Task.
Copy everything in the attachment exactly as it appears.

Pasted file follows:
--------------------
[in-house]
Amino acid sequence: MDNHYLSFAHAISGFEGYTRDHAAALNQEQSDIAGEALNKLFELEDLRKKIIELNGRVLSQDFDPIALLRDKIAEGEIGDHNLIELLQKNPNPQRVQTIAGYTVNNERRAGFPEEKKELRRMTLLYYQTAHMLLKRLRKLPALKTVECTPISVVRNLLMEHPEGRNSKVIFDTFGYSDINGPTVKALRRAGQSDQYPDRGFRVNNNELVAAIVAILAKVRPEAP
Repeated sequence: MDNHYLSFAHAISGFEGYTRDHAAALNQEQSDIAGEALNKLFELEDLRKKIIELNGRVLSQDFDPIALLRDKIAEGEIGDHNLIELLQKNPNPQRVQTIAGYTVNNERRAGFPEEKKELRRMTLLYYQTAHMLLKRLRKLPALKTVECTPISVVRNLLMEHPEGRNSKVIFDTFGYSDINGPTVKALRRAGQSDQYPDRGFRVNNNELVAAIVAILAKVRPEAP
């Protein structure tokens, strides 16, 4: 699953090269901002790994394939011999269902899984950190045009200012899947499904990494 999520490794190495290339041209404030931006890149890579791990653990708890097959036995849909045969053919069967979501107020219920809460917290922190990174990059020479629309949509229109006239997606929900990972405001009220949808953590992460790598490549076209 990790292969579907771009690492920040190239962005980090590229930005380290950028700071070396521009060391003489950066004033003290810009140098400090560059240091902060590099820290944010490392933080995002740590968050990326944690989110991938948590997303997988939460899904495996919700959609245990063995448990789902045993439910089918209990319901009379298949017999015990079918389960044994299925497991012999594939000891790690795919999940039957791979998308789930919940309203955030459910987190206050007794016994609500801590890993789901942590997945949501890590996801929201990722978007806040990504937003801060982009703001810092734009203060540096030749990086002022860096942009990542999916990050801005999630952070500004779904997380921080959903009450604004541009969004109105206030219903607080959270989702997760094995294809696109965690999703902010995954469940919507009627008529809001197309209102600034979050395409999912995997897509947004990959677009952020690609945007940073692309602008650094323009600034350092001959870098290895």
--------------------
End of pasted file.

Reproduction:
[in-house]
Amino acid sequence: MDNHYLSFAHAISGFEGYTRDHAAALNQEQSDIAGEALNKLFELEDLRKKIIELNGRVLSQDFDPIALLRDKIAEGEIGDHNLIELLQKNPNPQRVQTIAGYTVNNERRAGFPEEKKELRRMTLLYYQTAHMLLKRLRKLPALKTVECTPISVVRNLLMEHPEGRNSKVIFDTFGYSDINGPTVKALRRAGQSDQYPDRGFRVNNNELVAAIVAILAKVRPEAP
Repeated sequence: MDNHYLSFAHAISGFEGYTRDHAAALNQEQSDIAGEALNKLFELEDLRKKIIELNGRVLSQDFDPIALLRDKIAEGEIGDHNLIELLQKNPNPQRVQTIAGYTVNNERRAGFPEEKKELRRMTLLYYQTAHMLLKRLRKLPALKTVECTPISVVRNLLMEHPEGRNSKVIFDTFGYSDINGPTVKALRRAGQSDQYPDRGFRVNNNELVAAIVAILAKVRPEAP
């Protein structure tokens, strides 16, 4: 699953090269901002790994394939011999269902899984950190045009200012899947499904990494 999520490794190495290339041209404030931006890149890579791990653990708890097959036995849909045969053919069967979501107020219920809460917290922190990174990059020479629309949509229109006239997606929900990972405001009220949808953590992460790598490549076209 990790292969579907771009690492920040190239962005980090590229930005380290950028700071070396521009060391003489950066004033003290810009140098400090560059240091902060590099820290944010490392933080995002740590968050990326944690989110991938948590997303997988939460899904495996919700959609245990063995448990789902045993439910089918209990319901009379298949017999015990079918389960044994299925497991012999594939000891790690795919999940039957791979998308789930919940309203955030459910987190206050007794016994609500801590890993789901942590997945949501890590996801929201990722978007806040990504937003801060982009703001810092734009203060540096030749990086002022860096942009990542999916990050801005999630952070500004779904997380921080959903009450604004541009969004109105206030219903607080959270989702997760094995294809696109965690999703902010995954469940919507009627008529809001197309209102600034979050395409999912995997897509947004990959677009952020690609945007940073692309602008650094323009600034350092001959870098290895």